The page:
“Act 1. The Younger living room would be a comfortable and well-ordered room if it were not for a number of indestructible contradictions to this state of being,” Sam reads. “Its furnishings are typical and undistinguished, and their primary feature now is that they have clearly had to accommodate the living of too many people for too many years — and they are tired.”
In Hansberry’s work the passage is meant to describe a scene of strain and poverty, conveying a resilient dignity there, too. As Sam and Frankie read from the page, the camera quietly moves through the house embracing them, capturing the eclectic furniture, much of it also worn but aglow, instead, with abundance.
When the time came for “Better Things” go back into production for season 3, Adlon’s first time riding solo —creatively speaking — she wasn’t sure she could do it.
“For me, I’ve never been in a writers room, or have run a writers room before. I am the daughter of a writer who always wrote by himself until the end of his life,” she said, referring to her father, TV comedy writer Don Segall. “I was always seeing my dad in his office, just lonely, writing by himself.
“So I had always written by myself, and documented everything by myself, and recorded everything by myself. Then, I only ever had one writing partner.”
Approaching season 3 without him, she said, “was a reanimation of myself. It’s like I died in a way, and then I was reborn. And meeting people, getting to trust that we have to go to the next step. Knowing it’s time to go to the next step.”
So she called her close friend, writer and producer Phil Rosenthal, who helped her put together a writers room. But Rosenthal did more than this. He affirmed Adlon’s ability, reminding her that she’s been running the show the entire time.
“Sometimes it’s obvious to everyone else but you. Right?” Rosenthal said in a recent phone interview. “It’s kind of like the Excalibur story. You think that you’re good because you have the magical sword. And if you find out that the sword isn’t there anymore or it’s not magical, you think you’re dead. But then you realize, oh: you were the magic all along. That’s Pam.”
He adds, “Pam, as a person, is a full-blown character. She’s not very tall, but she’s an absolute powerhouse. She’s hysterically funny. She’s incredibly dirty, and she’s sweet as can be also. She’s shocking, and funny, and talks like a truck driver. I mean that not just of the content of what she says, but the way she says it. Her voice is hilarious, as we know from her voiceover work. She’s everything. She’s the full package in a compact size.”
Some version of that, I imagine, is what the creator of “Everybody Loves Raymond” conveyed to the creator of “Better Things” at a time when she most needed to hear it.
Back to our September Easter: In a quiet side room, Edward completed schoolwork and waited to see if Duke was required to hunt for any more Easter candy that day. Although “Better Things” is her job, she thinks of Adlon and her co-stars as a second family. “When we first met, we just like bonded so fast,” Edward said. “And we talk like a family would talk. We like to hang out a lot, on and off camera, on and off set.”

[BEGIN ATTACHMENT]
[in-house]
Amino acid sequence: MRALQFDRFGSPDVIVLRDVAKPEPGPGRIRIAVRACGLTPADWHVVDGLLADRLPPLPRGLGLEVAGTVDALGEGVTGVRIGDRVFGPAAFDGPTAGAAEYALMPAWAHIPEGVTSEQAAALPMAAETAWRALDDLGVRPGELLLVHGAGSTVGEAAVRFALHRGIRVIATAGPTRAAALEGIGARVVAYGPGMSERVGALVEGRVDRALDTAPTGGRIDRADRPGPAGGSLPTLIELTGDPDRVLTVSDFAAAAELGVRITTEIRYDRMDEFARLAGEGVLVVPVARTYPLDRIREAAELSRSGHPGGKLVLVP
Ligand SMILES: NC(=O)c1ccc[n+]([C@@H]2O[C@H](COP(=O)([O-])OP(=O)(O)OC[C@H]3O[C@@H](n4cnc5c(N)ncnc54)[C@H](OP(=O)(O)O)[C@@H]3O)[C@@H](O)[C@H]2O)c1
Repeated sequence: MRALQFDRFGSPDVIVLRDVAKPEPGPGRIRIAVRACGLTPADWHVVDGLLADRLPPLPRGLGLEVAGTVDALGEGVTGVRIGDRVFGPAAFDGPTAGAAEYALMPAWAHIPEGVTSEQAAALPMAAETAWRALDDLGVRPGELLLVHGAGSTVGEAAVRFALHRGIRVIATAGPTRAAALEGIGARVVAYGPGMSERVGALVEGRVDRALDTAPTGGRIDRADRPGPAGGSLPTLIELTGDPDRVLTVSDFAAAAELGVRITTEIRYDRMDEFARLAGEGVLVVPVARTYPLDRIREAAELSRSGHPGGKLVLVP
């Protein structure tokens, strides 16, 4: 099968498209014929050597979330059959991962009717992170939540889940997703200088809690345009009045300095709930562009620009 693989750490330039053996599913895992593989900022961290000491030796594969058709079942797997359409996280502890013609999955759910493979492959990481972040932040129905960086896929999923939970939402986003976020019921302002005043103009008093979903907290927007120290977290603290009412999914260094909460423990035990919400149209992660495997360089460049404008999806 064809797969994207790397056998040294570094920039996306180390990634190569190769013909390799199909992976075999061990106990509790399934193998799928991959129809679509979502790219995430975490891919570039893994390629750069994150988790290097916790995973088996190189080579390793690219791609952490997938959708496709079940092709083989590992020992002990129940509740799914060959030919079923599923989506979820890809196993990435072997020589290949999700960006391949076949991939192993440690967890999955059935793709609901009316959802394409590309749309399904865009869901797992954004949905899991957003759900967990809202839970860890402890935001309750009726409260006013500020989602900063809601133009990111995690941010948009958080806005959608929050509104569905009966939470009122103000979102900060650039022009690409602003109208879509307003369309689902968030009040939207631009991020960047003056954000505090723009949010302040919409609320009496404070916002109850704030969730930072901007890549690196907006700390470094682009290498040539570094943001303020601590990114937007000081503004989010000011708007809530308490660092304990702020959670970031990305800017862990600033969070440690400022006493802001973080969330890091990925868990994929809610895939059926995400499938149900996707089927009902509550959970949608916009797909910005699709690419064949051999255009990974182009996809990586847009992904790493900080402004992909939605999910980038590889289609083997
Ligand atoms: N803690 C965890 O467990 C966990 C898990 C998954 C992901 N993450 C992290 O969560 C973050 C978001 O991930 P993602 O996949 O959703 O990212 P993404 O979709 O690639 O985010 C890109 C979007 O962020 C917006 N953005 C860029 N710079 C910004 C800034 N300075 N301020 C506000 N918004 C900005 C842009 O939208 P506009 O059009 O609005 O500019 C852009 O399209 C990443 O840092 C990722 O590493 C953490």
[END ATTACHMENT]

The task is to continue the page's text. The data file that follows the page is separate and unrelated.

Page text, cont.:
But she also values her part in a series she knows is unlike any other TV experience. ”The stories are super relatable, which means that it gives you that happy feeling inside that you’re not the only one going through something,” she said. “Because you see them going through the same things. And it makes you feel normal. That’s a great feeling to have.”
Recall, however, that there is a pool. And with a pool in play, inevitably someone must go in the water.
That falls to young Syre Collins, a small boy with a sweet smile wearing a light-colored suit, one of four or five changes of clothing. Adlon and the crew do many dry runs with Sy before shooting the real deal. “It’s going to feel weird,” Adlon warned him, “because it’s going to get in your shoes.”
And Sy, with each rehearsal take, looks less and less excited about being submerged in water while fully dressed head-to-toe in his Easter best. The sun is fading, for one thing. And more importantly there’s the matter of how he’s going in — not with a controlled dive, but a slapstick spill.
Someone calls “action” and the kid goes in with a perfect splash. The man playing his father fishes him out, and he’s walked out of frame, a look of annoyance on his face. After “cut,” he breaks into a grin as everyone applauds.
“How was it?” Adlon asked him with a childlike excitement.
Syre replied, “Fun! I could do it over and over again, actually.”
Adlon deadpanned in response, “Well, you’re going to. How are your shoes?”
“Weird,” Syre admitted.
Adlon nods, but like her young star, isn’t too worried about it. She’s reached a point in her life where she knows that anxious anticipation tends to be worse than the reality of a tumble, that discomfort allows us to better appreciate joy. These new episodes of “Better Things” are the result of Adlon diving in to something unexpected with renewed confidence and sorting through the riches lurking underneath. Luckily for us she’s generous, and ready to share what she’s discovered.